The Art of Pasta, Sydney Morning Herald Growers’ Market


IMG_2797

The Art of Pasta is one of my favourite cook books. I am completely enamoured with it. It is a stunning collection of pasta and Italian recipes that is artistically captured and presented through an inspiring collaboration between Artist and Chef. Showcasing two craftsman at their best. Dishes are uniquely dressed with the original artworks of Luke Sciberras that were inspired and painted simultaneously while Lucio prepared the food on set. The book is so exquisitely beautiful, creative and just so… explicit that I have admittedly drawn inspiration for my food photography right from this book.

art of pasta shots 1

I discovered from the Sydney Morning Herald Grower’s Market (Pyrmont) facebook page, that the two authors Lucio Galletto owner and chef of 2 Chef’s Hat Lucio’s Restaurant and David Dale would be completing two food porn-y pasta demonstrations up on the Master Chef Stage followed by book signing. Right in front of everyone too, which is a bit naughty!!

Market Chef Stage

With their first demonstration they began walking us though the preparation of Tagliatelle pasta with figs and prosciutto featured in The Art of Pasta book (p.187). One of Lucio’s Chefs began preparing the tagliatelle from scratch, while Lucio walked us through the process of making his soffrito of figs and prosciutto to complement the pasta. The smell of the salty prosciutto sitting on top of the sweetness of the figs with two men cooking in plain sight was simply torturous!


 Tagliatelle with prosciutto and figs

Book signing

Book signing

book signed

David Dale signing his life away

After having my book signed, I couldn’t help but talk about my secret love affair with this book and how beautiful it had been pieced together. I had to mention my favourite photo that received a double spread in the middle of the book. This is also the image featured on the cover (see below). The pasta machine is painted on the canvass while the (real) pasta sheets appear to be made by the machine. Funnily enough, I was told that the pasta machine is actually David Dale’s and the artist decided to cut a hole in the canvas to purposely feed the pasta through. How ingenious is that? Looks so real, I want to slice, cook, lick and eat it.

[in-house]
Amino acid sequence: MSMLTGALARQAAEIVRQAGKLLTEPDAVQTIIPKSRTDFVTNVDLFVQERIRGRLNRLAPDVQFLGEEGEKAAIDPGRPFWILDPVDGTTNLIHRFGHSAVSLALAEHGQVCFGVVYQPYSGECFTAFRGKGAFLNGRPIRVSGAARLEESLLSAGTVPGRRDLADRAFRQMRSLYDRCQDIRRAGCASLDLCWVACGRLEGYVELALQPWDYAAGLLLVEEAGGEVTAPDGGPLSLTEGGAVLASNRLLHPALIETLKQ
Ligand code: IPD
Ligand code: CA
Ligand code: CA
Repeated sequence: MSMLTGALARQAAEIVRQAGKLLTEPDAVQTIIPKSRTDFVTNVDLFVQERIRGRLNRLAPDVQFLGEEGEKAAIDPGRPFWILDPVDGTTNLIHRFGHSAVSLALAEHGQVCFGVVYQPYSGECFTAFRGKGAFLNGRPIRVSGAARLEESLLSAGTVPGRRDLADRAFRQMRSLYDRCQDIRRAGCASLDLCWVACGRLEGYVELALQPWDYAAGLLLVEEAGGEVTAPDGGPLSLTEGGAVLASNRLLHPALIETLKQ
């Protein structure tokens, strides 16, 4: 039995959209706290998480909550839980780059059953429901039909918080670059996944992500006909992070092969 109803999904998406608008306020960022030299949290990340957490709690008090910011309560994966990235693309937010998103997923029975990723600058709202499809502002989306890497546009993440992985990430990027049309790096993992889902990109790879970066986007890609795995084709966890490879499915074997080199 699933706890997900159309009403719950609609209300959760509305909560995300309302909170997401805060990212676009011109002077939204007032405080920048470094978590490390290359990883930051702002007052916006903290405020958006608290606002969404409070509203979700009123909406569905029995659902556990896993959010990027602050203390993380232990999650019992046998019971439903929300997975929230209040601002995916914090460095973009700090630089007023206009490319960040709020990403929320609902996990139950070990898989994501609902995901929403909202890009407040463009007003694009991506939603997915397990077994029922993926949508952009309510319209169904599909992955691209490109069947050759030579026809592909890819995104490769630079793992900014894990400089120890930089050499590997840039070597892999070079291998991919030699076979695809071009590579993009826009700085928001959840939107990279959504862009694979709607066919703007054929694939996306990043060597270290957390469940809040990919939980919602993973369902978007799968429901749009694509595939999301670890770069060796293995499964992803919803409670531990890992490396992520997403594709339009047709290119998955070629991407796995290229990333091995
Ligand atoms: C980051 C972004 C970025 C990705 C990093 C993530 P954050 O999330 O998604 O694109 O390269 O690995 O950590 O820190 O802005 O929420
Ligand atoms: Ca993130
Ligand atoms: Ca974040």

IMG_2810

Centre spread

Feeling inspired, hungry and like two little copycats. Julia and I decided to replicate the Tagliatelle with Figs and Prosciutto. Well Julia didn’t do very much. She just veg’d and stood in as my stunt double. She is useless! Jokes. I was very happy to be cooking for her because everybody AND I mean everybody knows that I am a feeder!

Tagliatelle with Figs & Prosciutto

To begin, you will need:

400g pasta

800g figs

160 ml extra virgin olive oil

80 ml balsamic vinegar

Sea salt and freshly ground pepper

Leaves from 5 sprigs of marjoram

3 cloves of garlic, crushed

3 slices of prosciutto, cut as thick as bacon (yes the butcher will look at you funny)

2 small leeks

30ml dry white wine

2 tablespoons freshly grated parmesan or to taste

Method:

Wipe figs clean with a wet cloth.

Hmmph… they look pretty clean to me.

So I gave up halfway.

800g figs

Cut off the stems and dice into quarters.